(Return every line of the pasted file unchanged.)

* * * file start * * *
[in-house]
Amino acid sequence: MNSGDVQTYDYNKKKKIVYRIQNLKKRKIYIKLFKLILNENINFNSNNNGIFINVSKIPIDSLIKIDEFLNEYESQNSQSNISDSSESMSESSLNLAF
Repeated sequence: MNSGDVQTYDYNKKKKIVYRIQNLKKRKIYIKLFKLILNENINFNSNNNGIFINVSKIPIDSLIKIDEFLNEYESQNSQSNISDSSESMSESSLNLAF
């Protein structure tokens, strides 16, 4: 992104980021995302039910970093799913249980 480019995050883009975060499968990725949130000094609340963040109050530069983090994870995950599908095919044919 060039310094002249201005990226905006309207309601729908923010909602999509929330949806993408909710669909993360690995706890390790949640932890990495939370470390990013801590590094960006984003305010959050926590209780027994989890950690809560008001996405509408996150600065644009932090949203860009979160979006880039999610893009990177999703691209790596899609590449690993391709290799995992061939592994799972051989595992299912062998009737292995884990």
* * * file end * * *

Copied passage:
[in-house]
Amino acid sequence: MNSGDVQTYDYNKKKKIVYRIQNLKKRKIYIKLFKLILNENINFNSNNNGIFINVSKIPIDSLIKIDEFLNEYESQNSQSNISDSSESMSESSLNLAF
Repeated sequence: MNSGDVQTYDYNKKKKIVYRIQNLKKRKIYIKLFKLILNENINFNSNNNGIFINVSKIPIDSLIKIDEFLNEYESQNSQSNISDSSESMSESSLNLAF
């Protein structure tokens, strides 16, 4: 992104980021995302039910970093799913249980 480019995050883009975060499968990725949130000094609340963040109050530069983090994870995950599908095919044919 060039310094002249201005990226905006309207309601729908923010909602999509929330949806993408909710669909993360690995706890390790949640932890990495939370470390990013801590590094960006984003305010959050926590209780027994989890950690809560008001996405509408996150600065644009932090949203860009979160979006880039999610893009990177999703691209790596899609590449690993391709290799995992061939592994799972051989595992299912062998009737292995884990």